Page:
By Dennis Hartley
(Originally posted on Digby’s Hullabaloo on February 10, 2007)
If the 2007 Super Bowl commercials and ever-escalating voter participation in shows like American Idol are any indication, the dumbed-down “future” of America depicted in Mike Judge’s lightweight allegory, Idiocracy, is perhaps only belaboring the obvious.
Army librarian Joe Bauers (Luke Wilson) loves his cushy job. It’s the perfect gig, because, as he tells a fellow soldier- “No one ever comes here” (I think I just heard every librarian reading this review say “No kidding.”). Much to Joe’s chagrin, however, his gravy train is derailed when he is “volunteered” as a guinea pig for a top secret military experiment.
Joe is assigned to spend a year in a suspended animation pod, a process the military is testing for typically nefarious reasons. Joe is not alone, however. A hooker named Rita from “the private sector” (SNL cast member Maya Rudolph) is also enlisted. When our intrepid pair finally awake, it’s a tad more than a year later. After a series of silly events, they in fact find themselves in the year 2505 (whoops!). Does hilarity ensue?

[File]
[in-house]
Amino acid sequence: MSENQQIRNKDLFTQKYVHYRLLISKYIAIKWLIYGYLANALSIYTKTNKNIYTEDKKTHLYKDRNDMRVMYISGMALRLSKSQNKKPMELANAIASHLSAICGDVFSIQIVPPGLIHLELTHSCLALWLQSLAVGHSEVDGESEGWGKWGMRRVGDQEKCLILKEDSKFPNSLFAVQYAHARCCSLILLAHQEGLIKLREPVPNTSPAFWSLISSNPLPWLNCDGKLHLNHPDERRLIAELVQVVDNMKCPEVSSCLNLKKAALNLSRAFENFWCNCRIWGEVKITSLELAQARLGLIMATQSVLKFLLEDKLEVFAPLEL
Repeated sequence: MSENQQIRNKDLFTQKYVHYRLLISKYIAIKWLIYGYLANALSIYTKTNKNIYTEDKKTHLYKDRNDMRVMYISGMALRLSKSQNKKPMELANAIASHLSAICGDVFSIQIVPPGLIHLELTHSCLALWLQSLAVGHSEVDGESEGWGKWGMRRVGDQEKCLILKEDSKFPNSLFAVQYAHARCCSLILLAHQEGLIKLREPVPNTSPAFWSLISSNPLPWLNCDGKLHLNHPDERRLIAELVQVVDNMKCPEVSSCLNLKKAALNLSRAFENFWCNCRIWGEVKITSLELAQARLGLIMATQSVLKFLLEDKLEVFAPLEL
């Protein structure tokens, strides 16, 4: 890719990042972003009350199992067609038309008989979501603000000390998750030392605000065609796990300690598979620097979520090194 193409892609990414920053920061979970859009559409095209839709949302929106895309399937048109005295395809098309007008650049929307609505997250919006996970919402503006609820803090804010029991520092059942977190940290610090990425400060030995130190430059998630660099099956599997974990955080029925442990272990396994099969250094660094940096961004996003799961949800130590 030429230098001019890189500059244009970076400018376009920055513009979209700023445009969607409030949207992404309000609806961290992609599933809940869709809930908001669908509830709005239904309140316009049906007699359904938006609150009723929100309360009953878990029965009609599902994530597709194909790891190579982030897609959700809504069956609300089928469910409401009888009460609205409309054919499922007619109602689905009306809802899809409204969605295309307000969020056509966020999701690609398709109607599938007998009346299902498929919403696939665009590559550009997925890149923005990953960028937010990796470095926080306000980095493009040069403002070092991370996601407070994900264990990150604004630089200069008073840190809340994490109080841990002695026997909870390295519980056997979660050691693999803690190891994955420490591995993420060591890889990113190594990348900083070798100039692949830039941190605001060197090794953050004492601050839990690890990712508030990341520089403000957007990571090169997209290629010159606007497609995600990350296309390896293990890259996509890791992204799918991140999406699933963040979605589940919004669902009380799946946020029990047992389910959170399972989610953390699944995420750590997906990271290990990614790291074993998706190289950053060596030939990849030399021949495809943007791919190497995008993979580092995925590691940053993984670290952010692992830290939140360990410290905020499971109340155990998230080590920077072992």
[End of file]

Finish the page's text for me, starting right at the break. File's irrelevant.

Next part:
Well…the America of 2505 is not so much dystopian, as it is dys-stupido. As the droll narrator explains, evolution has favored those who reproduce the most (you know…morons!). The #1 TV show is called “Ow My Balls”, and the #1 film is “Ass” (kind of says it all). Anyone who conjugates a verb or speaks in complete sentences is accused of talking “like a fag”. In a nutshell, this is what would happen if the entire U.S. gene pool was whittled down exclusively to the descendants of Gallagher’s fan base.
If you’ve surrendered to the premise at this point in the film, you won’t flinch when the President, a former WWF champion (not such a stretch, considering former and current guvs Ventura and Schwarzenegger) ends up appointing Joe his Secretary of the Interior.
Judge isn’t really saying anything new here; beyond pointing out that we live in a dumbed-down culture (yawn). There are a few inspired moments; particularly the keen observation that the progressive reduction of America’s average IQ is directly proportionate to the ever-increasing square footage of the average Costco store.
There is a bit of irony I can’t get past; it was Mike Judge who created MTV’s Beavis and Butthead, which one might argue played its own part in the “dumbing down” of a generation that came of age in the 90’s (despite its satirical intentions, I think B & B ended up as role models for some, not unlike those good ol’ boys who completely missed the irony and merrily sang along with Borat’s “Throw the Jew Down The Well”… discuss!)